Breakhty's user avatar
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5 votes
2 answers

Are there other roots of trust on my computer aside from these 46 root certificates?

I've heard many people imply that modern browsers and OSes trust a myriad of root certificates. The implication is that it is impossible to ensure the private keys of all of the root certificates ...
alx9r's user avatar
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41 votes
5 answers

SSL root certificate optional?

I may have been under the wrong impression on how servers should be setup and what certificates actually get sent over during the server hello certificate message. I came across this today from ...
user53029's user avatar
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41 votes
4 answers

Expired SSL Certificate Implications

What are the security implications of an expired SSL certificate? For example if an SSL certificate from a trusted CA has expired will the communication channel continue to remain secure?
Imran Azad's user avatar
19 votes
2 answers

SSL certificate chain verification

After reading many articles and watching many tutorials I decided to be specific because there are some things about SSL certificate chain verification and SSL cetificate verification in general that ...
Aviel Fedida's user avatar
4 votes
3 answers

What differentiates a CA cert from a server cert? [duplicate]

From what I can gather, as long as a client trusts a particular CA root, and a server produces a valid chain that leads up to it, the client will trust the server's cert. This only makes sense if the ...
A_P's user avatar
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178 votes
4 answers

Is there anything preventing the NSA from becoming a root CA?

There are now tons of Certification Authorities (CAs) that are trusted by default in major OS's, many of which are unrecognizable without online lookup or reference. While there have been attempts ...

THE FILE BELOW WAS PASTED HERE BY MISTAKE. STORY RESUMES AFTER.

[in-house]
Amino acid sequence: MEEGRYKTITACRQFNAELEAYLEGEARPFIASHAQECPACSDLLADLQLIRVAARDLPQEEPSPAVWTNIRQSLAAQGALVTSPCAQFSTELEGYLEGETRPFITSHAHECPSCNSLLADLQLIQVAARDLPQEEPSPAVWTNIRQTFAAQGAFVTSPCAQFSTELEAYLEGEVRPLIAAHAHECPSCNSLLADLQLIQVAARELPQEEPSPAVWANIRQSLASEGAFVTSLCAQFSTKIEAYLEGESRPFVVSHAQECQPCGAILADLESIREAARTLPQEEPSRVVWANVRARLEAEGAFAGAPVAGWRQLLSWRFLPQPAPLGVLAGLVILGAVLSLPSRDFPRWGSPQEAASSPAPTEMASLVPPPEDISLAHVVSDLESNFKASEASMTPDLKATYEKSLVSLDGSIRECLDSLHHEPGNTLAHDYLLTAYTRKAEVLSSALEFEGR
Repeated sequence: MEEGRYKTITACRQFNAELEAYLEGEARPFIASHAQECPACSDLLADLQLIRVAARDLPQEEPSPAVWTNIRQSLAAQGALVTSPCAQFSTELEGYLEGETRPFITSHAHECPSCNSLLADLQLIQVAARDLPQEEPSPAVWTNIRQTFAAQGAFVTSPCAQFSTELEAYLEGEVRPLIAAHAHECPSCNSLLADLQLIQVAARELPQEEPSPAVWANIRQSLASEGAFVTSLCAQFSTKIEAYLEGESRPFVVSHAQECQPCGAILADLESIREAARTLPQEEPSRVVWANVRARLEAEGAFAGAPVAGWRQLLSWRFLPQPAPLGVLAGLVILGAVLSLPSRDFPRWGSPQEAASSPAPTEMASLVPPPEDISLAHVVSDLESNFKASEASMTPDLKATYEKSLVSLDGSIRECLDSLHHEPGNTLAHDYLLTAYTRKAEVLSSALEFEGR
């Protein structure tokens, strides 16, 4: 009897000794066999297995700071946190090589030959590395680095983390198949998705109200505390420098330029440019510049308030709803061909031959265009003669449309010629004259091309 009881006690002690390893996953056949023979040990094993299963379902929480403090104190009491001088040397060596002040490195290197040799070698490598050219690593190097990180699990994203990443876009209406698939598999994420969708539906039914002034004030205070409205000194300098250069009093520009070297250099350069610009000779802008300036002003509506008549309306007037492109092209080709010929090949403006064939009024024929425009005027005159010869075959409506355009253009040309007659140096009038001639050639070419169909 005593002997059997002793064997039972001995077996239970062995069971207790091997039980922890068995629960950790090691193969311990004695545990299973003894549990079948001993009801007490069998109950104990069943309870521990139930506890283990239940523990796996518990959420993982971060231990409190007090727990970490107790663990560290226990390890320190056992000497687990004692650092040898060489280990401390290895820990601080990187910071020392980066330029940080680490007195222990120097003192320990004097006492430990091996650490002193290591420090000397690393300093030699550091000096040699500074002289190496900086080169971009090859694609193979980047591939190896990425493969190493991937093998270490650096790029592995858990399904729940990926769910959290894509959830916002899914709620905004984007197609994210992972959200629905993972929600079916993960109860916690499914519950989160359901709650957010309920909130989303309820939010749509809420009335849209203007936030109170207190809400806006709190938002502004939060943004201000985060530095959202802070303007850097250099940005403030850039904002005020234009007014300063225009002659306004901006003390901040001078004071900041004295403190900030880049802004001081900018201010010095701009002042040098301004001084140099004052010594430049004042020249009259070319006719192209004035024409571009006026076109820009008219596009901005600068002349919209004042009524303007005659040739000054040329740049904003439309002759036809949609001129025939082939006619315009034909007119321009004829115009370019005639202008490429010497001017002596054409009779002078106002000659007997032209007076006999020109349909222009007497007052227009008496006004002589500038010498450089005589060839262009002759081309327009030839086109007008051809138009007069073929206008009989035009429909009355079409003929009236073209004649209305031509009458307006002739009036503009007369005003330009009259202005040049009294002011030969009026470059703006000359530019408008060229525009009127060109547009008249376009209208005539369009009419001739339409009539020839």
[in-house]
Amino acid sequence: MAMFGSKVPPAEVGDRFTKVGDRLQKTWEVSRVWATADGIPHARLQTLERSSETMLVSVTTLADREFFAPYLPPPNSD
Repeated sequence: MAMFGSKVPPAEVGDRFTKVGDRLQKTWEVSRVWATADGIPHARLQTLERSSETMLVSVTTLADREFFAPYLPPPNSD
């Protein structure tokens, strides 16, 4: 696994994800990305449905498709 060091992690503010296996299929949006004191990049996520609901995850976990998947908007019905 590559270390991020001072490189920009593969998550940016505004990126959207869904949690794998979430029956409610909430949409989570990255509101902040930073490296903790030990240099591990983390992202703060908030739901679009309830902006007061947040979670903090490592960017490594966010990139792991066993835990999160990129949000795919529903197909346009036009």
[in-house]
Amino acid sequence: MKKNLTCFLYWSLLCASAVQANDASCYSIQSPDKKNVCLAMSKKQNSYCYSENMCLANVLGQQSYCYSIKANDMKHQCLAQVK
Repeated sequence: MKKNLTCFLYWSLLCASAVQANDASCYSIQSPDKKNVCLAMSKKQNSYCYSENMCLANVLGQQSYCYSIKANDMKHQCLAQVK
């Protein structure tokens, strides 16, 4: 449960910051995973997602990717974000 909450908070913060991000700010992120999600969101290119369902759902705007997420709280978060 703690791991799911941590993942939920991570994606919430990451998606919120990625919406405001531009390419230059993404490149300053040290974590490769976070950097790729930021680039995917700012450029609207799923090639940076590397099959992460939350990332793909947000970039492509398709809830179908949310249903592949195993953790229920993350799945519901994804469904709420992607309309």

user2813274's user avatar
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142 votes
8 answers

How do I report a security vulnerability about a trusted certificate authority?

I stumbled across a huge security vulnerability in a Certificate Authority that is trusted by all modern browsers and computers. Specifically, I am able to get a valid signed certificate for a domain ...
MotorStoicLathe's user avatar
57 votes
8 answers

Why are self signed certificates not trusted and is there a way to make them trusted?

I have locally made a Root CA certificate. I used the CA cert to sign the IA cert and used the IA cert to sign the server certificate. When I try to access the local server which uses the server ...
Praz's user avatar
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47 votes
2 answers

What is the actual value of a certificate fingerprint?

In a x509 digital certificate there is a "certificate fingerprint" section. It contains md5, sha1 and sha256. How are these obtained, and during the SSL connection, how are these values checked for?
Ashwin's user avatar
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37 votes
6 answers

Where to get an SSL certificate for personal website?

I would like to use https to login to my personal webpage (which is on shared hosting). So I went over to google and started searching for sollutions. Eventualy I found out that I need an SSL ...
tkit's user avatar
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26 votes
1 answer

Configure SSL Mutual (Two-way) Authentication

A lot of tutorials, a lot of pages, a lot of question and they differ in implementation of this issue "Configure SSL Mutual (Two-way) Authentication". I have to do it with Linux, and I don't know from ...
SafeY's user avatar
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23 votes
2 answers

How much of a problem is it that Windows "hides" some of the trusted root CA certs?

Based on information on this page, Windows actually trusts many more root CA certificates than what are displayed when a user launches certmgr.msc and navigates to Trusted Root Certification ...
SherlockEinstein's user avatar
20 votes
8 answers

Is Spoofing a CA signed certificate possible?

I had never thought about this situation before, I may be completely wrong but I am going to have to clarify it anyway. When a communication starts with a server, during the client handshake, the ...
sudhacker's user avatar